Nightwing Rebirth #1
Written by Tim Seeley
Art by Yanick Paquette and Nathan Fairbairn
Dick Grayson should be a simple character to grasp, but as with any character who’s acquired seventy five years of baggage: he isn’t necessarily so easily boxed. He’s been Robin, Nightwing, Batman, and a spy. However, with the overriding conceit of Rebirth being to embrace that history once again, the issue deals with that accumulation of identities and history. That takes shape in the form of where Dick has been, where he is, and where he’s going. The issue in function is like a lot of other Rebirth issues a bridge between the previous status quo and the new, which in this case means this is the final Grayson issue we never quite got from the previous team.
While it may seem strange that the issue concerns itself with a defunct status quo, a lot of that carry over is necessary for Dick’s return to the role of Nightwing, which is a lot more fun than it may sound on paper. And the sorts of adventures we won’t get to see as much now that Dick is a proper superhero again (i.e beating up a Killicorn with Midnighter) serve as a contrast between his past as Robin and Batman, along with the sacrifices he had to make in order to help Bruce or save Damian, as well as the weird goodbyes that happen when you transition from one stage of your life to the next.
That all said, Tim Seeley deals with one of the greatest problems facing a Nightwing comic, which is how to let him exist in Batman’s world, but without being Batman-lite. Grant Morrison got around this problem by simply making him Batman and giving him his own bizarre rogues gallery as the Caped Crusader, Scott Snyder went a slightly different route with giving him a legacy rogue’s gallery as Batman, and the last Nightwing run ran into the problem of being an adjacent Batman book dealing with the leftovers from Scott Snyder arcs, or moving him to Chicago for five minutes. While it might not be immediately apparent, the book dealing with the Parliament of Owls from Grayson allows Seeley to marry one of the stranger retcons from a few years back with the global tone of Grayson, which as the last couple of years and even this issue prove gives him a bigger scope more befitting of a dude who’s been everywhere. This works really well, especially with the reminder that Nightwing is more than just a superhero identity, it’s a primal god of Rebirth from Krypton, Dick has roots in more places than just Gotham City.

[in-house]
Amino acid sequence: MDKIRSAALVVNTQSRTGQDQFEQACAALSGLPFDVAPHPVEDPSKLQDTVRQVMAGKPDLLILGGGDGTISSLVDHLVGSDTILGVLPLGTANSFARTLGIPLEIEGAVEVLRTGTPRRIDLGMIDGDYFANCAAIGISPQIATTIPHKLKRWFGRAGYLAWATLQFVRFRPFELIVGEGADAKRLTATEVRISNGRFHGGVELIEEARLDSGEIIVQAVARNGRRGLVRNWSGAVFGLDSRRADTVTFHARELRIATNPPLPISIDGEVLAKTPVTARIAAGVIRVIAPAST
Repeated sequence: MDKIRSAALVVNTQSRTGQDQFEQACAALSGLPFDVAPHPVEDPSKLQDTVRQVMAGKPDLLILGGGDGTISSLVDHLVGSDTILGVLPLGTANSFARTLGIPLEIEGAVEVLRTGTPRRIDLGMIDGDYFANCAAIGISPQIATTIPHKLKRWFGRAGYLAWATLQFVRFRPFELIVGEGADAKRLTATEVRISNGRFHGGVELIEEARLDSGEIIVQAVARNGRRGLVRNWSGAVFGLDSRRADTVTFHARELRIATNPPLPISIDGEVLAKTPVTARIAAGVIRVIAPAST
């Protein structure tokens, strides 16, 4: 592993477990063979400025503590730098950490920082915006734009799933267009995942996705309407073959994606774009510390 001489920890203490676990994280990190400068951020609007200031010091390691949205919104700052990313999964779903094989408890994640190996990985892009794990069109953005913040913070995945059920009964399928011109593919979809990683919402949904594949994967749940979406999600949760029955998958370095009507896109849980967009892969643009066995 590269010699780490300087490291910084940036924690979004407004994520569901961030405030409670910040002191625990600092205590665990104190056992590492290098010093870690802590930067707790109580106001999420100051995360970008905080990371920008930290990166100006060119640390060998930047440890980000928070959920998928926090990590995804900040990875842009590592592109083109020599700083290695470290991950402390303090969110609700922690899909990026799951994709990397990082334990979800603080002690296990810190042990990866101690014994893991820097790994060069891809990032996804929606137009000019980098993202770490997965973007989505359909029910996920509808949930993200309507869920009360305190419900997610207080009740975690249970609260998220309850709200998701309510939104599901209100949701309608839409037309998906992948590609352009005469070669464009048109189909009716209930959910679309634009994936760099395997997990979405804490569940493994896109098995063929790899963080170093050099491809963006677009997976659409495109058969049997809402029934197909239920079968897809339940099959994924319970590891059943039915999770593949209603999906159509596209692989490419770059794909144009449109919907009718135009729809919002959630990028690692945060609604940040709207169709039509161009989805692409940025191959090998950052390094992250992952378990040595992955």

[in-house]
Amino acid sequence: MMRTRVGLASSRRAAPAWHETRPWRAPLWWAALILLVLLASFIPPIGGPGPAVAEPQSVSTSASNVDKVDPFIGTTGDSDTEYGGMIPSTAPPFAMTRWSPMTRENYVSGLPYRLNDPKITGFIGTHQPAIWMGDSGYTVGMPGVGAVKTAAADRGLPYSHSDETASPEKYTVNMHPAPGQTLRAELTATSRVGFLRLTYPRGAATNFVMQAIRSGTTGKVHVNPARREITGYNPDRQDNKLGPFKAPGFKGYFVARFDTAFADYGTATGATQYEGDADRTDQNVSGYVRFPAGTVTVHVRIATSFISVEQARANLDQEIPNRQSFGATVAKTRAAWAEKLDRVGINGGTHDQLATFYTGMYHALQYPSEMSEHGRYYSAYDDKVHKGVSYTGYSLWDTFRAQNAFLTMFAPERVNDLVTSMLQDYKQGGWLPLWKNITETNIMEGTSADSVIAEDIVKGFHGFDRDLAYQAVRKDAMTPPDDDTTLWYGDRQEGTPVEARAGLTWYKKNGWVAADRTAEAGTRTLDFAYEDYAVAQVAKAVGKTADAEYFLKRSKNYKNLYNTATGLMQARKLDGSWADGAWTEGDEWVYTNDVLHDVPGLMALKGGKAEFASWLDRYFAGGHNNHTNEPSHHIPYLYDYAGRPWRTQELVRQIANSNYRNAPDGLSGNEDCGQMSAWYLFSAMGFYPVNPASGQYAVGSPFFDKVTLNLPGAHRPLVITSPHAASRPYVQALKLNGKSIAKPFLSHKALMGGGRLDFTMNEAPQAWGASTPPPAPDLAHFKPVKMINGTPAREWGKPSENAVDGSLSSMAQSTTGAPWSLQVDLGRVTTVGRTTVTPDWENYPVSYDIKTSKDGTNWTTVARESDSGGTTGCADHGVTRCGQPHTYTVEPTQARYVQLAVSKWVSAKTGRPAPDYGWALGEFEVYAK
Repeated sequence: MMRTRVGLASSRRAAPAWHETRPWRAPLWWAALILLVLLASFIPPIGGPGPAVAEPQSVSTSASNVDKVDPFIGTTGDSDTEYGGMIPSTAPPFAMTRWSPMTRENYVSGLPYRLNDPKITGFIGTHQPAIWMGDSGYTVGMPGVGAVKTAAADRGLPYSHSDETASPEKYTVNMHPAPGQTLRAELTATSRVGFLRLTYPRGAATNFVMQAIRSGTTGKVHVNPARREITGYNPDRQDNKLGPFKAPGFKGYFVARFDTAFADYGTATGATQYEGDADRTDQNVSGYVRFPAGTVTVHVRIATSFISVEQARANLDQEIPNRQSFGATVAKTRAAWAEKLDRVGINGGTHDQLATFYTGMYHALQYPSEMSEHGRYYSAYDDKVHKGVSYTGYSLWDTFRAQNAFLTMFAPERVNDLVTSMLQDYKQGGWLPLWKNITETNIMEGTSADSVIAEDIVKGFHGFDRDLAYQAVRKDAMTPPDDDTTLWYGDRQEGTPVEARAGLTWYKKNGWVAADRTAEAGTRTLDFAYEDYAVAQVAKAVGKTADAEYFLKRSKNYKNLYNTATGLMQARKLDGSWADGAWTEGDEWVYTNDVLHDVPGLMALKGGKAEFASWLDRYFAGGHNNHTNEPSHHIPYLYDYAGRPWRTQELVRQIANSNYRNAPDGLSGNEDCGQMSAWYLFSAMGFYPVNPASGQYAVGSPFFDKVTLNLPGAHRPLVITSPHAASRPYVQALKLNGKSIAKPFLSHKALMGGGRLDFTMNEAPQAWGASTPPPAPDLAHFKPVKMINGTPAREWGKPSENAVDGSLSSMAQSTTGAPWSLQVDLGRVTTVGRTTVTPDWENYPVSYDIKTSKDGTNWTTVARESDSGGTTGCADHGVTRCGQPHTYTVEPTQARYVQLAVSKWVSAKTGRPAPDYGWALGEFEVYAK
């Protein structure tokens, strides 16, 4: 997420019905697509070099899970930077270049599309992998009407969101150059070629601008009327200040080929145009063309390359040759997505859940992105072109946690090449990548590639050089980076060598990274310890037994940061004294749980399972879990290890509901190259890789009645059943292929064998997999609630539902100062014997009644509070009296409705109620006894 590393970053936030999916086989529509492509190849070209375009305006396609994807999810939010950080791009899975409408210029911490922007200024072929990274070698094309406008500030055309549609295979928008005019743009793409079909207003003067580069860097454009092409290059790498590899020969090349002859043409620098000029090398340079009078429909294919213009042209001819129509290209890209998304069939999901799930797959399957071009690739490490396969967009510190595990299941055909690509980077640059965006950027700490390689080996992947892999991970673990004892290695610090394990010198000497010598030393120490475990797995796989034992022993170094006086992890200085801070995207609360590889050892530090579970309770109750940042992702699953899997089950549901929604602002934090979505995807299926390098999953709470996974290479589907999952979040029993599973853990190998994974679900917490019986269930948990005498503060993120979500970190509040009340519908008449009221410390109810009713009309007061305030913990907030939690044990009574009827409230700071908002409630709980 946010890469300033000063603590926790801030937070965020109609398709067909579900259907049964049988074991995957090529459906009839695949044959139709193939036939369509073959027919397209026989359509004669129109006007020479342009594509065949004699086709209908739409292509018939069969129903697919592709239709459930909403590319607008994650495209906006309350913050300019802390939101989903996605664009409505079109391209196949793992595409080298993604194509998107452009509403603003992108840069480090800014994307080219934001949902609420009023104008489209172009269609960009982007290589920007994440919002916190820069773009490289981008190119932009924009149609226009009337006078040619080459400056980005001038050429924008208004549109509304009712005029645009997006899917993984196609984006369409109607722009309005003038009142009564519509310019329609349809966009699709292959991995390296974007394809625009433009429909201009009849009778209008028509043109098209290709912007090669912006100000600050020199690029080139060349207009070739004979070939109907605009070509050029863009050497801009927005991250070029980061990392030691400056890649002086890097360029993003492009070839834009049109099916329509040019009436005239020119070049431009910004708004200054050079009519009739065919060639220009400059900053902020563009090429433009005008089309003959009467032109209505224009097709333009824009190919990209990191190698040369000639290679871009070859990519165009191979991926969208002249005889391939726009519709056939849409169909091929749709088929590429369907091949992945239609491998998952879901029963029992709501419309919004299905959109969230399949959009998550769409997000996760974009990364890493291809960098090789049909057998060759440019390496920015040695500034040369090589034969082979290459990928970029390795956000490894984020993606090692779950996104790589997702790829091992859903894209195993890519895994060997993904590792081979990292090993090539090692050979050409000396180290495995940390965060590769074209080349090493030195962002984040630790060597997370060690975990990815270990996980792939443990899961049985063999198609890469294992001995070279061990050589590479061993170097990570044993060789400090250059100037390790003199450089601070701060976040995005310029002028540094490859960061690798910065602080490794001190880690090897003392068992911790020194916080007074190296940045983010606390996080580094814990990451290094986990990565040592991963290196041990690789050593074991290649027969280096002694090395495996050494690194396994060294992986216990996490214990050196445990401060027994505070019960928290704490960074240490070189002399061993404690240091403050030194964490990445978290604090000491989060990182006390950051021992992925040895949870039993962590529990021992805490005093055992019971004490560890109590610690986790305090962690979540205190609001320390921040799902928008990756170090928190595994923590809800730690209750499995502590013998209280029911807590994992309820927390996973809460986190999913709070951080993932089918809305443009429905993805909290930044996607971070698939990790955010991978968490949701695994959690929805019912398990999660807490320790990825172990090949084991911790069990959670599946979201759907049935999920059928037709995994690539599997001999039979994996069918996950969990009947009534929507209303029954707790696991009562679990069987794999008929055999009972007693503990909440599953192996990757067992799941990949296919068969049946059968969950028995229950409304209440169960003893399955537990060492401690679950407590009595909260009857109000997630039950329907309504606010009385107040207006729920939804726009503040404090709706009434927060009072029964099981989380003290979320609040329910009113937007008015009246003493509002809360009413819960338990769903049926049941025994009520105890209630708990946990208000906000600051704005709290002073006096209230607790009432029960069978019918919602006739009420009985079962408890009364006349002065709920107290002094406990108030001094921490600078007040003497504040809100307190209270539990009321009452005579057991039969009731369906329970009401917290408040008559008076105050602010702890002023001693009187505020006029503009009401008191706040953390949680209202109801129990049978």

That said, a large part of this issue is down to the art and it more than sells the promise of a higher stakes Nightwing book. Yanick Paquette and Nathan Fairbairn bring their trademark flair to this issue and it makes it stand out in contrast to so many other comics on the stands. Continuing the trend that Mikel Janin took to its extreme in Grayson, Paquette gives us plenty of reminders that Dick Grayson is a handsome superhero, as well as plenty of fan service to that effect, even with his return to the iconic Nightwing costume. Nathan Fairbairn also brings plenty to the table with the same lush colors that helped make Wonder Woman: Earth One stand out so much, it’s not often you praise a Batman-related book for being lush, or so bright, but with any luck even if this art team won’t carry over to the main book proper: it’ll set a standard for the following team. The Rebirth line has definitely done well for the Batman books, and if you’re looking for what may well be the standard bearer to that effect, look at Nightwing. “Better Than Batman” may well end up being accurate on a qualitative level.
5 out of 5 Cheese Vikings